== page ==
Once inside Dickies Arena, visitors may feel like they are in somewhere more like an opera house than a multi-purpose venue (which on this night had a “playing floor” of some finely raked dirt). Floors of decorative tiles are underfoot, and railings on the staircases enclose sculptures of a distinctive local grass plant. That same design is reflected on the plates used in one of the premium seating areas, where the dining choices include a sit-down, white-tablecloth experience that looks like a four-star steakhouse inserted into the concourse.

A rafter deployment of DAS and Wi-Fi gear. Credit: Paul Kapustka, MSR

Bill Shaw, the assistant general manager for Dickies Arena, was courteous enough to give us a directed tour of the venue before the night’s activities, pointing out things we might have noticed but not really realized, like the different tones and types of wood used for paneling, which changed as you moved from a higher premium seating area to a more general admission space. In the suites, Shaw showed us some especially comfy leather stadium chairs, which he said were the end result of a long process of determination to find out the best way to pad and tan the chair’s components.

Even the construction of the wheeled chairs in the loge box where we were the guest of AmpThink for the night were subject to scrutiny by Mr. Bass, we were told, with a story about him using tape measures to ensure the seat width was correct, and discussions about having the proper types of armrests that wouldn’t inadvertently snag the handles of a handbag.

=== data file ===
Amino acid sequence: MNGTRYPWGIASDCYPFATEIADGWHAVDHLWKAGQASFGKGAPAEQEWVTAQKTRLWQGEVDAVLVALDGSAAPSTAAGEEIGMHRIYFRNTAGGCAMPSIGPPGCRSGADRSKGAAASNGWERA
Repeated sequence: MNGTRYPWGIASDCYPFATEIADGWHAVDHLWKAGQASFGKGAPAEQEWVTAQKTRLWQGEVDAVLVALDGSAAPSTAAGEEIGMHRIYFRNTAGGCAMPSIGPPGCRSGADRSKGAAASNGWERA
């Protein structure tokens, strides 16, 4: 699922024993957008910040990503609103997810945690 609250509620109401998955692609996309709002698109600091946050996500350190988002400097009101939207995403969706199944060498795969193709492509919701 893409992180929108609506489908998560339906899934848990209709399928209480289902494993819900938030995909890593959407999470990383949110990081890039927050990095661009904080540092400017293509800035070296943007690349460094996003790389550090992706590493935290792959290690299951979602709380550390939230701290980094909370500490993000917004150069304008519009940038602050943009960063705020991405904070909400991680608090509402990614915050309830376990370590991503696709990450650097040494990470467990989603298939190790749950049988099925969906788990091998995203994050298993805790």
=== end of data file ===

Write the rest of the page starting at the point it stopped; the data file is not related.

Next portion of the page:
“Mr. Bass spent a lot of time on all of that,” said Shaw. “His fingerprints are everywhere.”

To be sure, the somewhat unique ownership structure and the recurring revenue from the rodeo – which has sold-out status for all the premium seating spaces thanks to the families who have been supporting the event for generations – means in part that Dickies Arena doesn’t have to saturate its public spaces with advertising. While its digital display arsenal includes striking elements like curved LED screens from LG and menu boards and other displays running the Cisco Vision dynamic signage system, Dickies Arena only has a small number of partner-sponsors whose messages run somewhat discreetly compared to other arenas that may have more need to have a higher number of displays and advertisements.